Meanwhile, that other dog, the Cuban bloodhound, became notorious. The first to reach the New World were brought over by Columbus to subdue Native Americans. Later, according to some spurious anti-French sources, on Sundays during the Haitian Revolution the French threw rebel blacks to Cuban bloodhounds to be eaten alive. The dogs been trained to do this when young by caging them and feeding them animal blood and, when a little older, starving them and making them eat from a wicker “figure” of a black man stuffed with blood and guts. True? I tend to think not.
During the Second Seminole War in Florida, the Seminole Indians, rejecting relocation, attacked forts and plantations. The Florida territorial government sent a sloop to Cuba to import 33 bloodhounds to track down Indians for the “cold and inhuman murders” they supposedly had committed. The enterprise was a failure. Three hundred men went about the countryside for ten days with the dogs, and no results. It cost close to $5000, big money in those days.
In the antebellum South, according to the New York Evangelist (1835), dogs were trained in the following manner to pursue escaped slaves: a slave would be told to go into the woods and tie himself to a tree, then a hound was put on his track. An 1855 ad in Lexington, Missouri Democratic Advocate offered “Negro Dogs” (probably Cuban bloodhounds) for hunting and catching escaped slaves for $15-20, more if the slave was armed or killed the dogs. A comment in the Lexington Tribune condemned it: “If there be a single reader of THE TRIBUNE with heart so dark and skull so dense as to uphold that system with its blazing pyres and hounds of blood, let him examine the simple, unadorned brutality of the above advertisement.”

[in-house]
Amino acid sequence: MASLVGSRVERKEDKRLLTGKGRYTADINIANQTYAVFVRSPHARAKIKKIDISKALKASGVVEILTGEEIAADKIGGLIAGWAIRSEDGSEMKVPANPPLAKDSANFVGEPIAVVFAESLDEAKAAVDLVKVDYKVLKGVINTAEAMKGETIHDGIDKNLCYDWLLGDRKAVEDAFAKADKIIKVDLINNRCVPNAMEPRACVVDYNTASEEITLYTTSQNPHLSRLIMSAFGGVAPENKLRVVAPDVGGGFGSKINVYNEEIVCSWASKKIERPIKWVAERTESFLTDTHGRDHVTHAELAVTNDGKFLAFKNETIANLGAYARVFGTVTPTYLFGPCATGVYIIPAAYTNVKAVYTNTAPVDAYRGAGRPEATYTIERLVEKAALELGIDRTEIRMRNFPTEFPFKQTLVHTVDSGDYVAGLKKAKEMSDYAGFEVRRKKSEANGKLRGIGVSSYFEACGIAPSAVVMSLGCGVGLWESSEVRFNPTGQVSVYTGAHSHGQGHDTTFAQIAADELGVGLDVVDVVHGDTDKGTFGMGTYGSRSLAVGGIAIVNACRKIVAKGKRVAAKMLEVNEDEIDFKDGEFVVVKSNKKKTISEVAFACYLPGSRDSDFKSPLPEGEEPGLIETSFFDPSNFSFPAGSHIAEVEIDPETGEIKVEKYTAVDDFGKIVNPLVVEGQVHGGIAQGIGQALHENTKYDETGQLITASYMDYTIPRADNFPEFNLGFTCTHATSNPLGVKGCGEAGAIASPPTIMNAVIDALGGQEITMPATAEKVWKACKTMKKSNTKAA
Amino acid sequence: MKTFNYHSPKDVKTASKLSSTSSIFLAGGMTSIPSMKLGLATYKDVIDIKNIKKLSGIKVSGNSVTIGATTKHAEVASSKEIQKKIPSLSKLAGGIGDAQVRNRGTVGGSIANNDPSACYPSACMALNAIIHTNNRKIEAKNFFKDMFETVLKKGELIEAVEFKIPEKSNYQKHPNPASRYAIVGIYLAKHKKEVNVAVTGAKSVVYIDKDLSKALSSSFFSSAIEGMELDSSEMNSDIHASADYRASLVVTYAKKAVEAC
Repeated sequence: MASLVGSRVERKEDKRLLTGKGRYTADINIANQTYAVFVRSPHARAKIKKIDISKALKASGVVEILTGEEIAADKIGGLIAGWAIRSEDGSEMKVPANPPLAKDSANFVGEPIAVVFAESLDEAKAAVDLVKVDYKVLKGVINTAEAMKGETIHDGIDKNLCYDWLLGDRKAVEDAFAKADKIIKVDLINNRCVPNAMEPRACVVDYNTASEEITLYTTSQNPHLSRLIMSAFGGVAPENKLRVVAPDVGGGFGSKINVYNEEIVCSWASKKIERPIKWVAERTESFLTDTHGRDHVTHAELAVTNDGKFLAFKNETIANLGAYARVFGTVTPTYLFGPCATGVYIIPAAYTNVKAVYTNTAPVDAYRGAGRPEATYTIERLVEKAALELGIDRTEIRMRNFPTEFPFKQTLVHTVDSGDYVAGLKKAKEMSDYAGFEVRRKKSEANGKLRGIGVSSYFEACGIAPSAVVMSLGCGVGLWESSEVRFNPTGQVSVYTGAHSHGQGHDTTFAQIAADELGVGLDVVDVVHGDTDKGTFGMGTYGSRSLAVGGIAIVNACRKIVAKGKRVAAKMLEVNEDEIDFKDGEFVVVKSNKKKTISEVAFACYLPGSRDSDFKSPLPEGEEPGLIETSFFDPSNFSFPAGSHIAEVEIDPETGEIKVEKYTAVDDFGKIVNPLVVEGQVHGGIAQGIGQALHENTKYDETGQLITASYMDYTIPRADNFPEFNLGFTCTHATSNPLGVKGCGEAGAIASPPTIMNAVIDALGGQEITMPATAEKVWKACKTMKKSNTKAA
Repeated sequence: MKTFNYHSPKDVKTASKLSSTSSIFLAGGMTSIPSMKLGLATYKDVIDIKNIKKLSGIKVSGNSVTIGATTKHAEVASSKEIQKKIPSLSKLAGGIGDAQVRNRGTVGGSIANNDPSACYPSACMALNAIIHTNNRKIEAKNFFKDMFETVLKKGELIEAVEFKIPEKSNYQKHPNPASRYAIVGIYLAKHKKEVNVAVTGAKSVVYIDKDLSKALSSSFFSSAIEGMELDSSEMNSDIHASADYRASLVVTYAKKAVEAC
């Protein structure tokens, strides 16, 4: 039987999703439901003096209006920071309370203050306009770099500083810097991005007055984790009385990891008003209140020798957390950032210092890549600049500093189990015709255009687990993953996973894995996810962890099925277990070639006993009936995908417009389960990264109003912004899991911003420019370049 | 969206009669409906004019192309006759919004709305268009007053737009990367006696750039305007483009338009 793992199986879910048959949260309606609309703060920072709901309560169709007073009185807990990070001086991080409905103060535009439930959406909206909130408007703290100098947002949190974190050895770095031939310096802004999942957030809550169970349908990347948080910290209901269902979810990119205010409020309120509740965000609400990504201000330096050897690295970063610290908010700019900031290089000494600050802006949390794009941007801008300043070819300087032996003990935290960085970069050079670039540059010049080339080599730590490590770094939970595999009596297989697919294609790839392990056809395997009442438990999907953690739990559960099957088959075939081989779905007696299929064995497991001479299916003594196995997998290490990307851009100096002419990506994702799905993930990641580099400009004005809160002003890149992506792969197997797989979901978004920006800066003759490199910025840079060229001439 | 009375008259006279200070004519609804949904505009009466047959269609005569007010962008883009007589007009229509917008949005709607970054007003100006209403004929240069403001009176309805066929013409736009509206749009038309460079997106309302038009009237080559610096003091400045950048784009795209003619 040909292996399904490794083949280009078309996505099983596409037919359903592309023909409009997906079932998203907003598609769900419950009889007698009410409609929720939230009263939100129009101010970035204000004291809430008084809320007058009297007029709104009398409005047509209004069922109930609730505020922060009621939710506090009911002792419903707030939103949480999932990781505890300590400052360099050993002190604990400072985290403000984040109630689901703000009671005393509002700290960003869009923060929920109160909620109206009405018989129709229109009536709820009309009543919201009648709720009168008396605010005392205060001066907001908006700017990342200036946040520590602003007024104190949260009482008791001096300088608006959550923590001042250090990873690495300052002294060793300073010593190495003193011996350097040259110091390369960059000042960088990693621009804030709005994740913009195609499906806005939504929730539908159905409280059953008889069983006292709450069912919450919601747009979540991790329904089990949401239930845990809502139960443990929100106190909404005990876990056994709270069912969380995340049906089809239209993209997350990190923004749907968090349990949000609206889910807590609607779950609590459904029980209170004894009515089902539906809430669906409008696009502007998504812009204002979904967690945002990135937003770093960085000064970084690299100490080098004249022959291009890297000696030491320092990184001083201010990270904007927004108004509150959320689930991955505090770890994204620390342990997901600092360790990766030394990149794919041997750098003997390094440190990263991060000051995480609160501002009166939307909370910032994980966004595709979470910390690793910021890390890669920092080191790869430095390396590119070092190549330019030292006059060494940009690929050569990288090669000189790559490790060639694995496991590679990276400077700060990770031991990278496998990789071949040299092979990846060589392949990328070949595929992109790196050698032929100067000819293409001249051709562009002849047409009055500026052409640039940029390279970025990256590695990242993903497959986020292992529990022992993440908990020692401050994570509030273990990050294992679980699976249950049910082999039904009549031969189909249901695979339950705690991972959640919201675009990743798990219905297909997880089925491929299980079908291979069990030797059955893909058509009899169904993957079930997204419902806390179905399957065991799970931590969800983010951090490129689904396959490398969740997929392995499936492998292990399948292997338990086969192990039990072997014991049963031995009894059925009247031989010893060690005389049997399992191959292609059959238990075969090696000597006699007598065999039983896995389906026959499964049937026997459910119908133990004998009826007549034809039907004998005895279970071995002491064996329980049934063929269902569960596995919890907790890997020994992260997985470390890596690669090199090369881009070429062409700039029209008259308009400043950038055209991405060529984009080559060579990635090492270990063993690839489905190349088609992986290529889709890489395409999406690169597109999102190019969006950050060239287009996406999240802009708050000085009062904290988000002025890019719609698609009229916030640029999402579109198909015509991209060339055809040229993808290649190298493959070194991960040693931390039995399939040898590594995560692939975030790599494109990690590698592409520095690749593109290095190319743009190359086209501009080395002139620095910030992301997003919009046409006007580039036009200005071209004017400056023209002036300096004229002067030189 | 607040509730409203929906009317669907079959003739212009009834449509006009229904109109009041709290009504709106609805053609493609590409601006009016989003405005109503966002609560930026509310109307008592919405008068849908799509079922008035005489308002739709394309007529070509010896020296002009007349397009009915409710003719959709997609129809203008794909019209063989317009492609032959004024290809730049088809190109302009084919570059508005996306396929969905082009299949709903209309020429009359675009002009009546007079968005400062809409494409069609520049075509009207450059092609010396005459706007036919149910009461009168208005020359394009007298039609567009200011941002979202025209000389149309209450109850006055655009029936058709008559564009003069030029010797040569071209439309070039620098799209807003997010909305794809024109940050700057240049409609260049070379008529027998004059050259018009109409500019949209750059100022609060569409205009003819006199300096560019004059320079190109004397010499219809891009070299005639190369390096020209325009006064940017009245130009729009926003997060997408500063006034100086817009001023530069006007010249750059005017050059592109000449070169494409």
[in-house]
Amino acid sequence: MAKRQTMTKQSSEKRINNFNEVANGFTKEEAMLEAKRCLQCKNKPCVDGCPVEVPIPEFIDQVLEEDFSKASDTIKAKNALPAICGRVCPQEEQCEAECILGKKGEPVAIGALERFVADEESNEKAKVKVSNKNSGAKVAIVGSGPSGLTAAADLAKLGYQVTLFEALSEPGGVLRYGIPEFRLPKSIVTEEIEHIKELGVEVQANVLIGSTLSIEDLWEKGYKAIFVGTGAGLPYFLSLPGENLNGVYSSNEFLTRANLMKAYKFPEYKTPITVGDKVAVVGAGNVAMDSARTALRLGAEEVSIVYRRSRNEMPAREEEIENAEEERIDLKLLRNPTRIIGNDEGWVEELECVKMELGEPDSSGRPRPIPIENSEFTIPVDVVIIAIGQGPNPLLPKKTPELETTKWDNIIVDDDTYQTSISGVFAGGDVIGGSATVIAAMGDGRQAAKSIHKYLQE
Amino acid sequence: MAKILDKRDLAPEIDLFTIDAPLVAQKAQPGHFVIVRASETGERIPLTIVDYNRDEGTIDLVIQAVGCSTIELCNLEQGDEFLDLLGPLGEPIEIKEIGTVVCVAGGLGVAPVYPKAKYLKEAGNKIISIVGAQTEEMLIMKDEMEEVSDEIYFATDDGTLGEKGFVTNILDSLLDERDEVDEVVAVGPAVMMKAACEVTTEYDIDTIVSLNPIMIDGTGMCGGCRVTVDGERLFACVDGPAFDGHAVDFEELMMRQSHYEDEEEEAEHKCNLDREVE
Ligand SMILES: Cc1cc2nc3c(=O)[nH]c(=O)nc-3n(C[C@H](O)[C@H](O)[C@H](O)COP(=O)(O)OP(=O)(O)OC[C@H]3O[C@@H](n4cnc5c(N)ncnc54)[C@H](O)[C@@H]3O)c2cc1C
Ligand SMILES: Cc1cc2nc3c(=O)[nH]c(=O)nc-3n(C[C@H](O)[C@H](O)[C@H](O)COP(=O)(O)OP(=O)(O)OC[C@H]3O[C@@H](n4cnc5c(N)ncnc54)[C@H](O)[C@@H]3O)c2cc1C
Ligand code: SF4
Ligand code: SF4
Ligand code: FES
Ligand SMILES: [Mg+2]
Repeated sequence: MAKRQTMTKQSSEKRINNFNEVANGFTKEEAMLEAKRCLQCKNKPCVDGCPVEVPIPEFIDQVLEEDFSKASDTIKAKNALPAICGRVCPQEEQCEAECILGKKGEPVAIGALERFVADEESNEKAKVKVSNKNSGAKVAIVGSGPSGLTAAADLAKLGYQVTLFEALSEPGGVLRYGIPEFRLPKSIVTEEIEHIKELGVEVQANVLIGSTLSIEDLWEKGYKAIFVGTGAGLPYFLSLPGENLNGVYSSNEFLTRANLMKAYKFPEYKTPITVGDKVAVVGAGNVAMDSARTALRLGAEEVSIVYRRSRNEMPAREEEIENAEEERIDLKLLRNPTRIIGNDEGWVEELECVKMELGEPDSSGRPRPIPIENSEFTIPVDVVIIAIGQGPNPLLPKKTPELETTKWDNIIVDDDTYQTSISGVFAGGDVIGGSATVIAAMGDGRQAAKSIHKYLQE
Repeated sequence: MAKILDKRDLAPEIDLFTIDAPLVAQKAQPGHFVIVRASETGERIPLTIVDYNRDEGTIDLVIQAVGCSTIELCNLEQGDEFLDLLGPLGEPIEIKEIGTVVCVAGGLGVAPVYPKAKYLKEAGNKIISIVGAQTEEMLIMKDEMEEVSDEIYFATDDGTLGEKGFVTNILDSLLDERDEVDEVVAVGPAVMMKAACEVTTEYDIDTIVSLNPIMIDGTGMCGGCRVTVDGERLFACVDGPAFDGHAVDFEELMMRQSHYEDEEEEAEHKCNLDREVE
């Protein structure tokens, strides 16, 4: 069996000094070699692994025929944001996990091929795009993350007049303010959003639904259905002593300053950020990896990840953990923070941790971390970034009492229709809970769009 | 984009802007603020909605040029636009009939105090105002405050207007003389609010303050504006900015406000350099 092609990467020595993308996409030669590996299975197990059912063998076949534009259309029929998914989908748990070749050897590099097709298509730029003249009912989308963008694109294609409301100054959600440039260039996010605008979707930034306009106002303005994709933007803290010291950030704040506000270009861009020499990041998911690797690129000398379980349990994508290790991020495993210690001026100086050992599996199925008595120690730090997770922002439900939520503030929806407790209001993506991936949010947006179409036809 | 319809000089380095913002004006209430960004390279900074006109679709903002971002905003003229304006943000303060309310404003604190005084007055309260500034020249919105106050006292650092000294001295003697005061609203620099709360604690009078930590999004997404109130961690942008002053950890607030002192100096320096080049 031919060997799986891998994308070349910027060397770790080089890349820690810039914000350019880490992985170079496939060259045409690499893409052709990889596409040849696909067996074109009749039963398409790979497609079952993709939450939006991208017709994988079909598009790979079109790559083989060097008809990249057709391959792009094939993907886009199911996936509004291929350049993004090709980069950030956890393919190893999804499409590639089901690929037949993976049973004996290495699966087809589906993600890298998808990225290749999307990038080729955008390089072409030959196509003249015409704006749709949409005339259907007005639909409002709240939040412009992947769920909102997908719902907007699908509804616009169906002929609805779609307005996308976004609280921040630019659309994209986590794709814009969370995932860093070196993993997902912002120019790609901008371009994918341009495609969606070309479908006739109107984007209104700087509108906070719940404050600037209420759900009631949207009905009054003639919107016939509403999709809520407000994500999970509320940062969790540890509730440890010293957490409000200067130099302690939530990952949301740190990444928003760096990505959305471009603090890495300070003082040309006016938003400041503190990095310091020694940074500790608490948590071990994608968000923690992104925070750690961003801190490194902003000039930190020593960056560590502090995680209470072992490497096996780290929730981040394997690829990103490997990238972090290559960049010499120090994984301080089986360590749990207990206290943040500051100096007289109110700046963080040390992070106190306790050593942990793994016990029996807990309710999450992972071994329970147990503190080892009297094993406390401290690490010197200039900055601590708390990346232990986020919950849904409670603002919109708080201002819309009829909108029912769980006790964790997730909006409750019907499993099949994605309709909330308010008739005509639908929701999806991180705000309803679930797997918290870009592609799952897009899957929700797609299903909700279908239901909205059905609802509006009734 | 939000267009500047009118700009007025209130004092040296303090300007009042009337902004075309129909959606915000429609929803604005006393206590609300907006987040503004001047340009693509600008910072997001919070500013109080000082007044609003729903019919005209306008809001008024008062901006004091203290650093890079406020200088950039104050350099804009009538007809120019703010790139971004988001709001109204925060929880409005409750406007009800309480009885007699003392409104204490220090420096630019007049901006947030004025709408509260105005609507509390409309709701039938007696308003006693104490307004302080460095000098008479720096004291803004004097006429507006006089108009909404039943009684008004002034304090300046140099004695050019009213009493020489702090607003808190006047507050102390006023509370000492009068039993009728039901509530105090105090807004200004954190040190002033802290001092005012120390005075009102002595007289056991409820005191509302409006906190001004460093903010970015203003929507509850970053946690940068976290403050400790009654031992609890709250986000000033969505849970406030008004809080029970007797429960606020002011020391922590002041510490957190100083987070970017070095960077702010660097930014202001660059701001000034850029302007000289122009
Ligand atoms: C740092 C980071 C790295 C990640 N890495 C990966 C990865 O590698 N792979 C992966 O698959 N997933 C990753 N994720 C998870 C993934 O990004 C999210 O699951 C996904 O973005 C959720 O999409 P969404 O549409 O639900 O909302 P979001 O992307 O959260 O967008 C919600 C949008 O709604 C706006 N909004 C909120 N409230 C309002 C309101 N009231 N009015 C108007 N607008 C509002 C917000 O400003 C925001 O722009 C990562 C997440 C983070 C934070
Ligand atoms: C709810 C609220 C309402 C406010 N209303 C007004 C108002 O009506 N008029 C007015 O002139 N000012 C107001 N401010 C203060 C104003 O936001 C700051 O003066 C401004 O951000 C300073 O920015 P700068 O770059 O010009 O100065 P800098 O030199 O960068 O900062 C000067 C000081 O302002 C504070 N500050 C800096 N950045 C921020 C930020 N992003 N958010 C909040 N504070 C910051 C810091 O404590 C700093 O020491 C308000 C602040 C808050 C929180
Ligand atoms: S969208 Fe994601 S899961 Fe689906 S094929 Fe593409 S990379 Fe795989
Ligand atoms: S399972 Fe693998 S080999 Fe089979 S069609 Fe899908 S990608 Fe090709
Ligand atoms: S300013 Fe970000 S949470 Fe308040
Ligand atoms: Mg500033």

After the Civil War, Great Dane crosses and Cuban bloodhounds stood in for bloodhounds as cast members in traveling troupes, though not one bloodhound was mentioned in Harriet Beecher Stowe’s abolitionist novel of the same name. In the show, “bloodhounds” chased a terrified Eliza over the ice. As Field and Stream put it in 1896: “The plot rested on blood spattered about, poor negroes torn apart in their gentle, defenseless strife for freedom; large, savage-looking dogs with pricked ears and ferocious aspect . . .”
After the Civil War, police continued to use bloodhounds to track fugitives. The dogs’ job could be dangerous. When horse thief Flora Mundis, alias “Tom” King, “pretty but awful wicked,”escaped from jail in 1893, bloodhounds found her, but she shot them and attached a note to the ear of one with a hairpin: “Turn luse som more of your dogs of war. I have still twenty rounds in my belt.”
Bloodhounds can find their quarry almost anywhere (for example, one bloodhound found a sheep-stealer buried in a manure pile) and can follow a trail at least 24 hours old (some say much older) for a hundred miles or more. In 1922, bloodhounds tracked the robbers of a mail train in Casper, Wyoming, for 36 hours in the desert. Bloodhounds also tracked James Earl Ray, Martin Luther King Jr.’s murderer after he escaped from prison in 1977; they found him in the hills of Tennessee.
Today bloodhounds participate in search-and-rescue and trail fugitives for the police. Not very popular as pets (their AKC registration ranking was number 48 in 2011), they deserve a higher place: As a writer for Outing said in 1896: “Instead of being a huge beast with an insatiable appetite for gore, the bloodhound is a medium-sized dog, with a heart full of love, a head full of brains, and possessing scenting powers of extraordinary delicacy.”